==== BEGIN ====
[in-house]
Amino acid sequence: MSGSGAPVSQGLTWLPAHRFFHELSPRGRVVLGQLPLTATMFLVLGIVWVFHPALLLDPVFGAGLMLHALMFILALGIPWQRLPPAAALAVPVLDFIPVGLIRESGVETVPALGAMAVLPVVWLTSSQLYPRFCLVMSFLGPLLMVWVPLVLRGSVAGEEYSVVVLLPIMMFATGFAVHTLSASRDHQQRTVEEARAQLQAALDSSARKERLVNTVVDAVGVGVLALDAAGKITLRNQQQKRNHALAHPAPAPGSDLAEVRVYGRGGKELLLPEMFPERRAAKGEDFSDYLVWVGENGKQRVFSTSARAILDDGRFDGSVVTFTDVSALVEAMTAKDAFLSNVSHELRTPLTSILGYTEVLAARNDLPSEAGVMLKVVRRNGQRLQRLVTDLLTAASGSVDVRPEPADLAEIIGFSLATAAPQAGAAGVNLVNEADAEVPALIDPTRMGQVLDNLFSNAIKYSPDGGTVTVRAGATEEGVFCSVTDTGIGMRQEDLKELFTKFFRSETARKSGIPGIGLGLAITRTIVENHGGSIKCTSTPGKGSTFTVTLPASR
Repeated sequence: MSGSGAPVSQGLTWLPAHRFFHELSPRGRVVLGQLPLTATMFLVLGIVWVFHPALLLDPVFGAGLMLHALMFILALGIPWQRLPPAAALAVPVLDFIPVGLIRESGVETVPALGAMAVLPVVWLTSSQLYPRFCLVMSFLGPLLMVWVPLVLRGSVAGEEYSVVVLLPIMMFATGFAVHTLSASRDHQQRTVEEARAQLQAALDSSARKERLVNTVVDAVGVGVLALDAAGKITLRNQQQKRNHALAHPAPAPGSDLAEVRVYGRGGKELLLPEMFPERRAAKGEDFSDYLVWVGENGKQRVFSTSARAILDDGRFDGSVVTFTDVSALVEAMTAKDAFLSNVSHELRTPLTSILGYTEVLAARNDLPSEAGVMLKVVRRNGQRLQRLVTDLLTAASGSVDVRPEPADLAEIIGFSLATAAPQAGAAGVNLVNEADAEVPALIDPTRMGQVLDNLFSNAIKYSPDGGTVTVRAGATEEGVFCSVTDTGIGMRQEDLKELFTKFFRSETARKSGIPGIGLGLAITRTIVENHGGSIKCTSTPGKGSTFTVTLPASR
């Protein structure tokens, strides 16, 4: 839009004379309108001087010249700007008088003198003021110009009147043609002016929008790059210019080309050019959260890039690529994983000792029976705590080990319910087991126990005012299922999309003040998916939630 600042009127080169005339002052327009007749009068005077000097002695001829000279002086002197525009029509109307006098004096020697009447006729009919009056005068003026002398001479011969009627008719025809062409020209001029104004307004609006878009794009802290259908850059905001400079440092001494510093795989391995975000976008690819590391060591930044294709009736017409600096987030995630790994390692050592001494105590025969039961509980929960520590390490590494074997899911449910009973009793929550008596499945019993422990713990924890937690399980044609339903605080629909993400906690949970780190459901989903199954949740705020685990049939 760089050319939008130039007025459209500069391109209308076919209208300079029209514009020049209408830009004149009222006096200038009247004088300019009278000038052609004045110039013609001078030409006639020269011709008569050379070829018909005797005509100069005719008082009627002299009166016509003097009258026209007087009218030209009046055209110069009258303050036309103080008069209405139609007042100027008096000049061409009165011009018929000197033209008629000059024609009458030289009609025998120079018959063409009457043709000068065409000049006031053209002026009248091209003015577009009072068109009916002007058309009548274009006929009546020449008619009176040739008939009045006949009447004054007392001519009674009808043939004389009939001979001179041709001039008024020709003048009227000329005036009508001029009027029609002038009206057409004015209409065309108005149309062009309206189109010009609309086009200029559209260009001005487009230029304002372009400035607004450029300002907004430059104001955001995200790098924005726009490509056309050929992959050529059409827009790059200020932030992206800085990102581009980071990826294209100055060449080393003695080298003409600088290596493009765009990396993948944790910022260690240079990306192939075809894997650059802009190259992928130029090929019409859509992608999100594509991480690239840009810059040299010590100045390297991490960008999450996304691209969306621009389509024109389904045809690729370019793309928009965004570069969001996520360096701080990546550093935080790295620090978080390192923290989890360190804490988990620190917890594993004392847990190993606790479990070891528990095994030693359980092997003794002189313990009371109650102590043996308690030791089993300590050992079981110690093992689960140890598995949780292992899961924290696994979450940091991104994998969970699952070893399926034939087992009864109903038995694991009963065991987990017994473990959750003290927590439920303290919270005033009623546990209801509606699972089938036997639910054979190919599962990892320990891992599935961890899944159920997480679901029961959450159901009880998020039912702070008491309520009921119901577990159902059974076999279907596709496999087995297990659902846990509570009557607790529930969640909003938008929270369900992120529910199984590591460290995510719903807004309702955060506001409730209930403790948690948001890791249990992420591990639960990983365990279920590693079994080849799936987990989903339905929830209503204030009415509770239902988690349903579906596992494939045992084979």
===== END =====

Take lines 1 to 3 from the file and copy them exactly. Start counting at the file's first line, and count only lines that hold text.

[in-house]
Amino acid sequence: MSGSGAPVSQGLTWLPAHRFFHELSPRGRVVLGQLPLTATMFLVLGIVWVFHPALLLDPVFGAGLMLHALMFILALGIPWQRLPPAAALAVPVLDFIPVGLIRESGVETVPALGAMAVLPVVWLTSSQLYPRFCLVMSFLGPLLMVWVPLVLRGSVAGEEYSVVVLLPIMMFATGFAVHTLSASRDHQQRTVEEARAQLQAALDSSARKERLVNTVVDAVGVGVLALDAAGKITLRNQQQKRNHALAHPAPAPGSDLAEVRVYGRGGKELLLPEMFPERRAAKGEDFSDYLVWVGENGKQRVFSTSARAILDDGRFDGSVVTFTDVSALVEAMTAKDAFLSNVSHELRTPLTSILGYTEVLAARNDLPSEAGVMLKVVRRNGQRLQRLVTDLLTAASGSVDVRPEPADLAEIIGFSLATAAPQAGAAGVNLVNEADAEVPALIDPTRMGQVLDNLFSNAIKYSPDGGTVTVRAGATEEGVFCSVTDTGIGMRQEDLKELFTKFFRSETARKSGIPGIGLGLAITRTIVENHGGSIKCTSTPGKGSTFTVTLPASR
Repeated sequence: MSGSGAPVSQGLTWLPAHRFFHELSPRGRVVLGQLPLTATMFLVLGIVWVFHPALLLDPVFGAGLMLHALMFILALGIPWQRLPPAAALAVPVLDFIPVGLIRESGVETVPALGAMAVLPVVWLTSSQLYPRFCLVMSFLGPLLMVWVPLVLRGSVAGEEYSVVVLLPIMMFATGFAVHTLSASRDHQQRTVEEARAQLQAALDSSARKERLVNTVVDAVGVGVLALDAAGKITLRNQQQKRNHALAHPAPAPGSDLAEVRVYGRGGKELLLPEMFPERRAAKGEDFSDYLVWVGENGKQRVFSTSARAILDDGRFDGSVVTFTDVSALVEAMTAKDAFLSNVSHELRTPLTSILGYTEVLAARNDLPSEAGVMLKVVRRNGQRLQRLVTDLLTAASGSVDVRPEPADLAEIIGFSLATAAPQAGAAGVNLVNEADAEVPALIDPTRMGQVLDNLFSNAIKYSPDGGTVTVRAGATEEGVFCSVTDTGIGMRQEDLKELFTKFFRSETARKSGIPGIGLGLAITRTIVENHGGSIKCTSTPGKGSTFTVTLPASR